- Infill retail requires skillful balance of its de facto mixed-use nature
- Transit-based projects are the most prolific and most promising of retail opportunities
- Why a housing developer doesn’t want a hot grocer on the ground floor, but loves it across the street
Retail developers are finding that urban sites are among the best new and ongoing development opportunities given the demographic shifts to cities, said panelists of the ULI Fall Meeting in Chicago, and transit-oriented development is a top prospect for retail and retail-housing mixed use. But urban mixed-use comes with significant planning and operational challenges.
John Bucksbaum, CEO of Bucksbaum Retail Properties and formerly of General Growth Properties, observed that the success of suburban mall development in recent decades is going urban. “In suburban malls, developers and retailers pretty much knew what to expect…. I knew many of these successful retailers, in order to maintain top-line growth, would have to edge into higher density and urban locations.”
In urban retail, a project is by definition going to be mixed-use, and panelists recognized the importance of detailed, well-planned projects, especially when there is residential involved.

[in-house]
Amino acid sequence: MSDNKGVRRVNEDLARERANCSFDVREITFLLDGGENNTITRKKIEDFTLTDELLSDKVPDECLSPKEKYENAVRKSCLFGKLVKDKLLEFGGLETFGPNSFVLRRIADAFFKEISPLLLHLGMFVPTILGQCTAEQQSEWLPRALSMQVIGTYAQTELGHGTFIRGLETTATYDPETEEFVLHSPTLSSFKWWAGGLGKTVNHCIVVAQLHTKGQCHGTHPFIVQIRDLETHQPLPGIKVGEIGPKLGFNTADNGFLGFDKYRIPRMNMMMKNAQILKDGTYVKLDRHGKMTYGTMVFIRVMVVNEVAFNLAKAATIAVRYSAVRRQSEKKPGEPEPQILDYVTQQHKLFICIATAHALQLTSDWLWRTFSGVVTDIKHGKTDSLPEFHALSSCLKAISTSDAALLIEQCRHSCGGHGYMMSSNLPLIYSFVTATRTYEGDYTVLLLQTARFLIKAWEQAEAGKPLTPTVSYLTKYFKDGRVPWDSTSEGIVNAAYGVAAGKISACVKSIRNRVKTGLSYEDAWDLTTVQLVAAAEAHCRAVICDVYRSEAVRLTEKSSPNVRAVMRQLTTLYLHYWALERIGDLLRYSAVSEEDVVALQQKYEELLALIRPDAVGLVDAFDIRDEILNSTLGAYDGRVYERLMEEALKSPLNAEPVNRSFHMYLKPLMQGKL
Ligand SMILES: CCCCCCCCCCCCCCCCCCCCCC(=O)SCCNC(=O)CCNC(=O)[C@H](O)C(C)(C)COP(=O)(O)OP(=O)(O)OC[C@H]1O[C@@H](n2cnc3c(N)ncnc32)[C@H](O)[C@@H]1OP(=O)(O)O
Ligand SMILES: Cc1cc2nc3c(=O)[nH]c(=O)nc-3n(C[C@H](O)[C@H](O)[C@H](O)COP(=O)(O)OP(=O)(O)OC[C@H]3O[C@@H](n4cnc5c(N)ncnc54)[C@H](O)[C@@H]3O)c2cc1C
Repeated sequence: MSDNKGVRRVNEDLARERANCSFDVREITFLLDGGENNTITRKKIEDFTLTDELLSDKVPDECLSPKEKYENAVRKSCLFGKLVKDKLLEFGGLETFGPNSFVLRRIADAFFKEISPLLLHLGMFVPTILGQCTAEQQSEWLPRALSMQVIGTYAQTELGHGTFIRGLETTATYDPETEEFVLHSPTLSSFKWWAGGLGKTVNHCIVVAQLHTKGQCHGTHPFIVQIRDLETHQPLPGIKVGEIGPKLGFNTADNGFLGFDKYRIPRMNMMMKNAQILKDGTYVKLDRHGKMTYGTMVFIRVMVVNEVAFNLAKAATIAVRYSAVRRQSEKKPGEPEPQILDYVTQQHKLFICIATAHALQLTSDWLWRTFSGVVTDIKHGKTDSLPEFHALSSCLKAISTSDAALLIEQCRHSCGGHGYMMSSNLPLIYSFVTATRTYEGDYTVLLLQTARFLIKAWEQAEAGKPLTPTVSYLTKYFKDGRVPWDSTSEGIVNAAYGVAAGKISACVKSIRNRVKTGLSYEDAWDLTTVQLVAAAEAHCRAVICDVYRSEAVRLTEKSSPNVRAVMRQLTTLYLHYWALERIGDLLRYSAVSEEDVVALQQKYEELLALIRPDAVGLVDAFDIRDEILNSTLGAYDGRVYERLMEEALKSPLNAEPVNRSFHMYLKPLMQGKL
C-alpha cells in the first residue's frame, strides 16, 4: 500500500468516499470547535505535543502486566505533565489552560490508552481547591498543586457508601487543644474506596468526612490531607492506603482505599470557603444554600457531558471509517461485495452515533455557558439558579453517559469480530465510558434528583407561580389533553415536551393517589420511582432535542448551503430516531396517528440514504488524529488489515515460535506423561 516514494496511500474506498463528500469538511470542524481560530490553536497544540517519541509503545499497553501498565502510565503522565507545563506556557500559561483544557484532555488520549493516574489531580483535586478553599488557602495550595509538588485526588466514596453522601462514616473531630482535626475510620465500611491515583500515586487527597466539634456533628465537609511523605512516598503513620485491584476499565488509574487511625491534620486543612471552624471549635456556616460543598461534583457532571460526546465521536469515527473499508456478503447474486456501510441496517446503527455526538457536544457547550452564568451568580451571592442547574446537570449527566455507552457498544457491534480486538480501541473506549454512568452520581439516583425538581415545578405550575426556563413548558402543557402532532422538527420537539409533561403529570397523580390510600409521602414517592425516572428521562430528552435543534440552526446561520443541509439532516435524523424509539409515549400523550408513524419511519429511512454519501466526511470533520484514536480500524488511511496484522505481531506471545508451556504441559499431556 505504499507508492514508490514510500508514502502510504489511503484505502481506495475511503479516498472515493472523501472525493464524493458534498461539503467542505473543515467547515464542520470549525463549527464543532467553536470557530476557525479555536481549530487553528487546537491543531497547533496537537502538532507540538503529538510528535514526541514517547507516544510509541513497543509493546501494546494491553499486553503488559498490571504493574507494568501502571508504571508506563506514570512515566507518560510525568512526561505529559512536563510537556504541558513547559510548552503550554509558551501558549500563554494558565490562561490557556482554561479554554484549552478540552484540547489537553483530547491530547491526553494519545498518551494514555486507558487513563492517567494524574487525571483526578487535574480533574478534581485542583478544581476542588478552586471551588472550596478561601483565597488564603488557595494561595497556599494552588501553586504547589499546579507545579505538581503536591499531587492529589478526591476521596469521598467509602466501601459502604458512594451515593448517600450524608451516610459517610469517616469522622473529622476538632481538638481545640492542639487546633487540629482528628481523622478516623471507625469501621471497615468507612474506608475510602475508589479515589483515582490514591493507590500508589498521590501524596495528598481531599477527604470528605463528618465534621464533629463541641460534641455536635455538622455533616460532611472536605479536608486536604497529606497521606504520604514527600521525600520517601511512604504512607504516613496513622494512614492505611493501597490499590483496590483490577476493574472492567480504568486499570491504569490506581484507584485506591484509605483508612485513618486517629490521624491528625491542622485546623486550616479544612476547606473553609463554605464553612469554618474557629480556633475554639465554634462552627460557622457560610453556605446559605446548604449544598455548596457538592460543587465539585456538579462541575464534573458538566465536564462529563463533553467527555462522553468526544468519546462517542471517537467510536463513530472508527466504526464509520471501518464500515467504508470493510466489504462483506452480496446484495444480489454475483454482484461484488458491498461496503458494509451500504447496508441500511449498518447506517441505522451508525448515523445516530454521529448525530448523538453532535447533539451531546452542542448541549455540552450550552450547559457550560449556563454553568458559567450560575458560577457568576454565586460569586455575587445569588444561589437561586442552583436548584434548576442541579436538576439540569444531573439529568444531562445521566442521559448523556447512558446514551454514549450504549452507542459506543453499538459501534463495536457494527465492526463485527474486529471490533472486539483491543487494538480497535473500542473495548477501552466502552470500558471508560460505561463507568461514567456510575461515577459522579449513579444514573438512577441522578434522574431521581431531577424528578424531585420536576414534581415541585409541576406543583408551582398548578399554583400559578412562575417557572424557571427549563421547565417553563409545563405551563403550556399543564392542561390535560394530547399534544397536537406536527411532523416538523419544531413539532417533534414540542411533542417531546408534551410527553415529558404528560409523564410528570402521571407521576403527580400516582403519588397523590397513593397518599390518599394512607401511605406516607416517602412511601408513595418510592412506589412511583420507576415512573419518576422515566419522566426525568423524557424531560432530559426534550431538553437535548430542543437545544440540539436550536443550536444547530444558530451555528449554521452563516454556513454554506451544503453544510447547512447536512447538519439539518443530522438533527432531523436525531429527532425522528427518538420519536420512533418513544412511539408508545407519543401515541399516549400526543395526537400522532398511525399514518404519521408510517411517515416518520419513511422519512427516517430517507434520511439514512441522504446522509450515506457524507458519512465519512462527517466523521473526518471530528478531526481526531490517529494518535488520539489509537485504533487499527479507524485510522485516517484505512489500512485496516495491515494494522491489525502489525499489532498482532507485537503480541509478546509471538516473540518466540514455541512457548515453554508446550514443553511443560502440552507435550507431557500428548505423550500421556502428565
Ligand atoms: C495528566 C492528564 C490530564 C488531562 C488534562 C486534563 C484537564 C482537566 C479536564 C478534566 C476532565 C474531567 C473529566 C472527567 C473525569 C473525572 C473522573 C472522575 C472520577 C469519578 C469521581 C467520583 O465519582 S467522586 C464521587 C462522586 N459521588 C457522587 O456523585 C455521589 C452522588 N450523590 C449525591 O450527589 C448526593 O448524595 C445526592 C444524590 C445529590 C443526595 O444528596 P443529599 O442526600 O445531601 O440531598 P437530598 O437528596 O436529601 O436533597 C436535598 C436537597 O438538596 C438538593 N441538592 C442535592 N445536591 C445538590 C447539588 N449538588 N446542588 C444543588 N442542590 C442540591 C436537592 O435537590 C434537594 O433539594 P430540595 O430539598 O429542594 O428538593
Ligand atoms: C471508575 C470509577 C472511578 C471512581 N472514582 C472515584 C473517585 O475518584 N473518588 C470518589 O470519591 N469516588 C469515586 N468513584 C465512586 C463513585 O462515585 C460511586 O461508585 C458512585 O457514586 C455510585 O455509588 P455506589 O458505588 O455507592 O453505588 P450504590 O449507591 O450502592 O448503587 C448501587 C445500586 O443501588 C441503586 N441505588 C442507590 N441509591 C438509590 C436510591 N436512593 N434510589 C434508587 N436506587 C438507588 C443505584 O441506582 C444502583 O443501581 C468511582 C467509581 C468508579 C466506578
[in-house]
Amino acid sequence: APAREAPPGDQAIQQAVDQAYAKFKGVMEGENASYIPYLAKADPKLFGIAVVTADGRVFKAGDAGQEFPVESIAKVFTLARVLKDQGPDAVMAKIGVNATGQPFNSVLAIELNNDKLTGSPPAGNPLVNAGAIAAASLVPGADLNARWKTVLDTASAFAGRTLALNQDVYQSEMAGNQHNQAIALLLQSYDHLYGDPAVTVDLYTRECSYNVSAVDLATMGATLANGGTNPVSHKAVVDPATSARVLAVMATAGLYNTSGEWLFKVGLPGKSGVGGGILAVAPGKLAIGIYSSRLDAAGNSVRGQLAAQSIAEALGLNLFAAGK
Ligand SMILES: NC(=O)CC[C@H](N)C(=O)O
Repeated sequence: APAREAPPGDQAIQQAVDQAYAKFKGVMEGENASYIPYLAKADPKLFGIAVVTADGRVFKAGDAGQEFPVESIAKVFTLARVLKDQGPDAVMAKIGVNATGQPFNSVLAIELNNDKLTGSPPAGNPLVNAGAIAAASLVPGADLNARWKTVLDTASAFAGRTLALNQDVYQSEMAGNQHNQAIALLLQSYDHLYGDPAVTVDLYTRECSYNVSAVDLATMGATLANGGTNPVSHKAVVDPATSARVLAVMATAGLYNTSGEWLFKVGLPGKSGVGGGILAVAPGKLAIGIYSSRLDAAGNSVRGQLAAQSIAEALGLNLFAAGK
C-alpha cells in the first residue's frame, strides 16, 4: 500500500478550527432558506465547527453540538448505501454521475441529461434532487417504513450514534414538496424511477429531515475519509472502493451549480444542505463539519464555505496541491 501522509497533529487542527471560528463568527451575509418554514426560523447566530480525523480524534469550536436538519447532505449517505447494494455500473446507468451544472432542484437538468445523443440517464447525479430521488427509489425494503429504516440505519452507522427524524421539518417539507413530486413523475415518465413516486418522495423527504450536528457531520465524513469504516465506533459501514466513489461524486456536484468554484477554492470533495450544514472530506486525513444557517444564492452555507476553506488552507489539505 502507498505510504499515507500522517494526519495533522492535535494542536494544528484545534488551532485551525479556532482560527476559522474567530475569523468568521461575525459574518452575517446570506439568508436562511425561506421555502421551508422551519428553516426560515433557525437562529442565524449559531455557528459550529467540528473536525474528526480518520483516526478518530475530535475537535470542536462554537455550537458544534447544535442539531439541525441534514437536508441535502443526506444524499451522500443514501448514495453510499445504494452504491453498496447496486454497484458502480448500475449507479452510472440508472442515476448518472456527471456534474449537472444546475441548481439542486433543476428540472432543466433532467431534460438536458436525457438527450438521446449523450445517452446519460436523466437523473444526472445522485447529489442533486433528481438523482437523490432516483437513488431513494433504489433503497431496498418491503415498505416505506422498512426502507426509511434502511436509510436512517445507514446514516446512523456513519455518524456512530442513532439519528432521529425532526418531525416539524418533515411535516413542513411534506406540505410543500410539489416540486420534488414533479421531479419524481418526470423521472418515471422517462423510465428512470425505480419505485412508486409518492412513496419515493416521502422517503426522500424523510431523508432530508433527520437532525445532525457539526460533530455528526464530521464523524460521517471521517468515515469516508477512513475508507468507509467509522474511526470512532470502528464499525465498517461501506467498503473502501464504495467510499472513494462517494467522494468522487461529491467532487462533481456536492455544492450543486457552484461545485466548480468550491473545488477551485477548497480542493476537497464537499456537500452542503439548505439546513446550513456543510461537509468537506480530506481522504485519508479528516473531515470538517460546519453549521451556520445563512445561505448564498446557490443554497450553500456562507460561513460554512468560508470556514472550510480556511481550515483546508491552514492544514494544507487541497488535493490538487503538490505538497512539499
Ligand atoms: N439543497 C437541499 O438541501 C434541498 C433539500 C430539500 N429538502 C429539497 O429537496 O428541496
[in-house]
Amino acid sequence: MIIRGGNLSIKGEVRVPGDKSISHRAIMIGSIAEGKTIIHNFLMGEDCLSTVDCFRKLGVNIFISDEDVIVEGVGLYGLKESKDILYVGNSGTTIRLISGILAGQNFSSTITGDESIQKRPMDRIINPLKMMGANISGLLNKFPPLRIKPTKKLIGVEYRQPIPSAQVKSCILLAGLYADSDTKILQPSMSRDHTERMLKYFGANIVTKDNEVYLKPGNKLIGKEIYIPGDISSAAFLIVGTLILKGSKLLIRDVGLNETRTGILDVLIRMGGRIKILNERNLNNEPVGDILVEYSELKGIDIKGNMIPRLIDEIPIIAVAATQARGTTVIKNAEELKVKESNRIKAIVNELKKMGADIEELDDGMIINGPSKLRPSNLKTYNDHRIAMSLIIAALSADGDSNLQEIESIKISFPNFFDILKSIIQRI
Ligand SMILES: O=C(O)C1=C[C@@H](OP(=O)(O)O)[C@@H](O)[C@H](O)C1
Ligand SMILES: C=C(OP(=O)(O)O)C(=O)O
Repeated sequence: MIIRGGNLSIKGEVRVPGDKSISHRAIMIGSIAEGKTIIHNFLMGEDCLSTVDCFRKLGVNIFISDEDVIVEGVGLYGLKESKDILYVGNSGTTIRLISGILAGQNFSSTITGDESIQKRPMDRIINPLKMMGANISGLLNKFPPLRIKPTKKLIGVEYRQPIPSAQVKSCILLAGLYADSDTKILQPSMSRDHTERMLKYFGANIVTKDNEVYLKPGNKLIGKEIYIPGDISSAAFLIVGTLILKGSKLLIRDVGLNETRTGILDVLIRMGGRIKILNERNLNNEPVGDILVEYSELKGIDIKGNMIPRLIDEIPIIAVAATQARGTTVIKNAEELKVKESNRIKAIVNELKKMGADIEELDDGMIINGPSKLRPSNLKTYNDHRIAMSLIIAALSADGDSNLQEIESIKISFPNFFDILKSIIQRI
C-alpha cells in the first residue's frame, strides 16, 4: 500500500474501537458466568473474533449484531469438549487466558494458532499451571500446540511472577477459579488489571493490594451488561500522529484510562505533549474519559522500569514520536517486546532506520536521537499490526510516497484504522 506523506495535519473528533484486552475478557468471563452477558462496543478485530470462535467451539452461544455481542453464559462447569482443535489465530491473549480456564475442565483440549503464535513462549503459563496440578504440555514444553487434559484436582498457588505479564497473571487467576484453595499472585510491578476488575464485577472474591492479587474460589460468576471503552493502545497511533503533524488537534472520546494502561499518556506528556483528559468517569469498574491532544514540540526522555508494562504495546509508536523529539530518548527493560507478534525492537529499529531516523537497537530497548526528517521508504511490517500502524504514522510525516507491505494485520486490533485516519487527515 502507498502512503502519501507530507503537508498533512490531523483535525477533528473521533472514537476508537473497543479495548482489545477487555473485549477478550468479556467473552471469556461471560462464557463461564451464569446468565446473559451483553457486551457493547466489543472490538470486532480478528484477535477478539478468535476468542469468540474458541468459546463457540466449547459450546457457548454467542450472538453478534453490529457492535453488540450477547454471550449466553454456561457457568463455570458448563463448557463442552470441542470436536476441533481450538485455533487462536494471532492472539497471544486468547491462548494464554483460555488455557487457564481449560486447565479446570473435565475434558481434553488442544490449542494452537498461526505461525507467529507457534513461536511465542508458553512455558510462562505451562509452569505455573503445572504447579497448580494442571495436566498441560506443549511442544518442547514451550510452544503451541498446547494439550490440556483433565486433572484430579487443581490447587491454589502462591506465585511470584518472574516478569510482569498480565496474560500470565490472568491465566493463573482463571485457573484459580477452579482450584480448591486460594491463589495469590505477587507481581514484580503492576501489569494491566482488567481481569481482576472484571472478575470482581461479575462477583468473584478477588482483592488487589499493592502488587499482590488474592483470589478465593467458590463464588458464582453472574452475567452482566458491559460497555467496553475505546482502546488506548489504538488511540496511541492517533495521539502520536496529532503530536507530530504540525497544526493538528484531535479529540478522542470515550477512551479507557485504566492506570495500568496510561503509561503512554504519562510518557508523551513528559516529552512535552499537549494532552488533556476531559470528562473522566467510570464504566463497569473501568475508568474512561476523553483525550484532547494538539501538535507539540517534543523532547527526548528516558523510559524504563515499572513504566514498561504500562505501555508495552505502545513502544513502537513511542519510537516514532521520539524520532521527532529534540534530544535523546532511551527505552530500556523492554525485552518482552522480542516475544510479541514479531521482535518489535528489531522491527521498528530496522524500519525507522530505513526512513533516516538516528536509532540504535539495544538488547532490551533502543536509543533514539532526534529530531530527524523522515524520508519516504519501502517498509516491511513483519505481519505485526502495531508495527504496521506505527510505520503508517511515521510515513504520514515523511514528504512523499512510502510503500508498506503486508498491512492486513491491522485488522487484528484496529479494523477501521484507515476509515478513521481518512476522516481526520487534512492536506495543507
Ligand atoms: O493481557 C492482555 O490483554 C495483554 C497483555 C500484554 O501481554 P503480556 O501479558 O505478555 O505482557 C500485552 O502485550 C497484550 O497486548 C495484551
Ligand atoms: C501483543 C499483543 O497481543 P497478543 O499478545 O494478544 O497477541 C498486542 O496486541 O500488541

“Retail with apartments can be great, but it’s not good if the retail is suffering … residents have to walk past empty storefronts,” said Matthew Wakenight, senior vice president for Equity Residential Properties. He cited a property where popular nail salons were among the first to respond, but there were many such tenants in the neighborhood. The team held out — for months — for higher end shops, and brought in a wine bar and others that took nurturing and convincing to come into the project.
He added, “And you’d think we (as apartment owner/developers) would want to be next to a Whole Foods” — because it is one of the hottest grocer operators in urban locales — “but we’d much rather have them across the street.” The middle-of-the-night trash trucks, parking complications and other issues are tough on residents, he said.
“But that’s retail,” said Eric Hohmann of Madison Marquette, half jokingly, in citing the activity and attraction of urban living.
“Having done a lot of vertical (higher density) mixed use, I can say I’ve developed an appreciation for the horizontal,” he quipped, “but you’re really creating a vibrant experience that a lot of people seek out.” The key is getting the mix and the mix of uses right, from fire access and loading docks to parking, life-safety requirements “and trucks that beep at 3 a.m.”
One really interesting new concept, according to Wakenight: Lobby retail. Retail spaces nestled into the common areas of a residential or office or mixed-use property can enliven the space for users, and drive new value for the developer/owners.